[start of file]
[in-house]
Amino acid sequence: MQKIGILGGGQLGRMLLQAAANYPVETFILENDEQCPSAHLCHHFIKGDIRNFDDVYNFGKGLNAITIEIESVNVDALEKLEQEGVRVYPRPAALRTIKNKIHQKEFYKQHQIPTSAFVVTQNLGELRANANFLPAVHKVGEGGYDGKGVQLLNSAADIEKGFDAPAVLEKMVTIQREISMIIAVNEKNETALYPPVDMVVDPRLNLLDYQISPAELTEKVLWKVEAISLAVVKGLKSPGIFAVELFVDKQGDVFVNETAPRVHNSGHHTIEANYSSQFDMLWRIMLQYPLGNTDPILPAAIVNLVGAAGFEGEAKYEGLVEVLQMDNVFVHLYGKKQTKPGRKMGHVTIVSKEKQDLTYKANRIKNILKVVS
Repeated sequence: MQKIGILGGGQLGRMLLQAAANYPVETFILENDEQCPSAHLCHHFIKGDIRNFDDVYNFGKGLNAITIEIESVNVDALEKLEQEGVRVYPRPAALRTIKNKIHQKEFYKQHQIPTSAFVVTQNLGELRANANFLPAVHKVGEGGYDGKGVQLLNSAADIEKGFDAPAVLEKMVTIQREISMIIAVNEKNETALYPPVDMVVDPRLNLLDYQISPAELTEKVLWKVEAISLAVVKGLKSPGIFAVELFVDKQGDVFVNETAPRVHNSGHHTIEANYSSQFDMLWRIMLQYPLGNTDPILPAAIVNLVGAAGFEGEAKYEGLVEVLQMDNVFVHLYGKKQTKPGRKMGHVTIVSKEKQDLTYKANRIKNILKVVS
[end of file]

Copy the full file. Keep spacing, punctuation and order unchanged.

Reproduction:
[in-house]
Amino acid sequence: MQKIGILGGGQLGRMLLQAAANYPVETFILENDEQCPSAHLCHHFIKGDIRNFDDVYNFGKGLNAITIEIESVNVDALEKLEQEGVRVYPRPAALRTIKNKIHQKEFYKQHQIPTSAFVVTQNLGELRANANFLPAVHKVGEGGYDGKGVQLLNSAADIEKGFDAPAVLEKMVTIQREISMIIAVNEKNETALYPPVDMVVDPRLNLLDYQISPAELTEKVLWKVEAISLAVVKGLKSPGIFAVELFVDKQGDVFVNETAPRVHNSGHHTIEANYSSQFDMLWRIMLQYPLGNTDPILPAAIVNLVGAAGFEGEAKYEGLVEVLQMDNVFVHLYGKKQTKPGRKMGHVTIVSKEKQDLTYKANRIKNILKVVS
Repeated sequence: MQKIGILGGGQLGRMLLQAAANYPVETFILENDEQCPSAHLCHHFIKGDIRNFDDVYNFGKGLNAITIEIESVNVDALEKLEQEGVRVYPRPAALRTIKNKIHQKEFYKQHQIPTSAFVVTQNLGELRANANFLPAVHKVGEGGYDGKGVQLLNSAADIEKGFDAPAVLEKMVTIQREISMIIAVNEKNETALYPPVDMVVDPRLNLLDYQISPAELTEKVLWKVEAISLAVVKGLKSPGIFAVELFVDKQGDVFVNETAPRVHNSGHHTIEANYSSQFDMLWRIMLQYPLGNTDPILPAAIVNLVGAAGFEGEAKYEGLVEVLQMDNVFVHLYGKKQTKPGRKMGHVTIVSKEKQDLTYKANRIKNILKVVS